Harvard students and Palestinian supporters rallied in the fall at Harvard.

A somber trend in young U.S. voters’ support for Israel – even among Jews

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A somber trend in young U.S. voters’ support for Israel – even among Jews

Harvard students and Palestinian supporters rallied in the fall at Harvard.

MANCHESTER, N.H. – In the last days of her New Hampshire primary campaign, Nikki Haley emphasized the ties the United States traditionally has had with Israel.

“It has never been that Israel needs America,” she told a crowd in the Doubletree Hotel ballroom. “It has always been that America needs Israel.”

There followed a customary argument: Israel is a democracy in a part of the world where democratic values aren’t honored. Israel is an island of stability in a region where stability is rare. Israel is a great ally in a dangerous part of the world. The crowd cheered. American crowds have been cheering this theme for generations.

But there is every reason to believe that this argument – heard in New Hampshire primary speeches for decades even though Jews comprise less than a single percentage point of the state’s population – may not survive to the next New Hampshire primary. Then, Joe Biden will not be on the ballot, and some of those who are in the “youth” category in political polling (those age 18 to 29) will graduate into another voting category, and when a new group of young people join the voting rolls.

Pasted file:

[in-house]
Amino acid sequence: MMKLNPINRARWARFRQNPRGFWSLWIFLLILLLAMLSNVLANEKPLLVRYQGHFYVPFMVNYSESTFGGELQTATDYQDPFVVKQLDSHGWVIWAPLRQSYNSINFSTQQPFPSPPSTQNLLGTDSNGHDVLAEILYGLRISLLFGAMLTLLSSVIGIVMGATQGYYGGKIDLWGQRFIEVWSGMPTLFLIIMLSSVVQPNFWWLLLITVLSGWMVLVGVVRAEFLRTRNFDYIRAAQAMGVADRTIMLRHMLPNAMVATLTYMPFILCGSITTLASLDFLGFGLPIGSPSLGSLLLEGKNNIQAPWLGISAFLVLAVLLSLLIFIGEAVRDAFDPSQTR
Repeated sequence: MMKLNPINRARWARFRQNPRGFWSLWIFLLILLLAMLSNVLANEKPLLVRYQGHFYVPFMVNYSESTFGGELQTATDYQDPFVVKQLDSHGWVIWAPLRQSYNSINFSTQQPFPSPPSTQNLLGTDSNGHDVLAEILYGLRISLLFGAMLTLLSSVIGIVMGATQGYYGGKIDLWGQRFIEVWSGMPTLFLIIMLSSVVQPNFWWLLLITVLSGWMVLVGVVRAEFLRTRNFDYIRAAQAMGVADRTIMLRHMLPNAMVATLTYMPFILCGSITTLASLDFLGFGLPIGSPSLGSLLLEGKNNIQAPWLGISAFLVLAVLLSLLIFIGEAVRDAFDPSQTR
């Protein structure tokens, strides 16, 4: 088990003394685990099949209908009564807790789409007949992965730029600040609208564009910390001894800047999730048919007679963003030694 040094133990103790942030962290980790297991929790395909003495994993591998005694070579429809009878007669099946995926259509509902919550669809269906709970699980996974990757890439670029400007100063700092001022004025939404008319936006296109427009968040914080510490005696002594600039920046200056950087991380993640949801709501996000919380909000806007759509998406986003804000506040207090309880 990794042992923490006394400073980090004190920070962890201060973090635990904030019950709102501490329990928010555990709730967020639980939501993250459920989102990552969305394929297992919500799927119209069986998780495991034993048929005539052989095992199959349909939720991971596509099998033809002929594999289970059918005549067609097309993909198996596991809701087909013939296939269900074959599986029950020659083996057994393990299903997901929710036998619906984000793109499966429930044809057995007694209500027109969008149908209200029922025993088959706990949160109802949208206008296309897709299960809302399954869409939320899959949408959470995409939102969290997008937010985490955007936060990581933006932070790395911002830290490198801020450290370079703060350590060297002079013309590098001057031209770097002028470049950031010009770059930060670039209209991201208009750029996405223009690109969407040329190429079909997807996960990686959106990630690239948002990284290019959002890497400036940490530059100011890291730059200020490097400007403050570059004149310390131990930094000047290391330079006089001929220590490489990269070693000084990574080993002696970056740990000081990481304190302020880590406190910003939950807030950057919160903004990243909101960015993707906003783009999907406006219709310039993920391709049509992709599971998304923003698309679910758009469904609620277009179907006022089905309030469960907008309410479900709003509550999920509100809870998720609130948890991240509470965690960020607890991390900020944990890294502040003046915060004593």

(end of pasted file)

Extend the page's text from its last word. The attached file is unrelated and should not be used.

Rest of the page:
One more factor: In four years, a new crop of candidates in the primary for the presidential nomination of the Democratic Party – where the longtime support for Israel is eroding in its progressive wing – will be seeking the favor of a voting population that is changing dramatically and veering away from reflexive support for Israel.

And thus, a sea change is looming.

It is looming even in the Jew­ish community. Those under 40 support the Biden approach to the Middle East crisis at a rate of 57 percent, according to the latest National Survey of Jewish Voters from the Jewish Electorate Institute – but those over age 70 support the president at a rate of 69 percent.

“Young people are absolutely more opposed to the Biden administration policy than older Americans,” said Andrew Smith, the political scientist who heads the University of New Hampshire Survey Center. “In a contested primary here and elsewhere, young people would be angry if someone with Joe Biden’s Middle East policies were the nominee. They’re not happy but they’re not so unhappy that they’ll vote for Trump, if they vote.”

The key in the short term is that, as Dartmouth College political sci­­­entist Brendan Nyhan put it, “Joe Biden is a holdover from an older Democratic Party.”

 

In Cambridge, Palestinian supporters lobbied the City Council which unanimously voted for a ceasefire in Gaza.

Survey data from an NBC News Poll underlines the divide.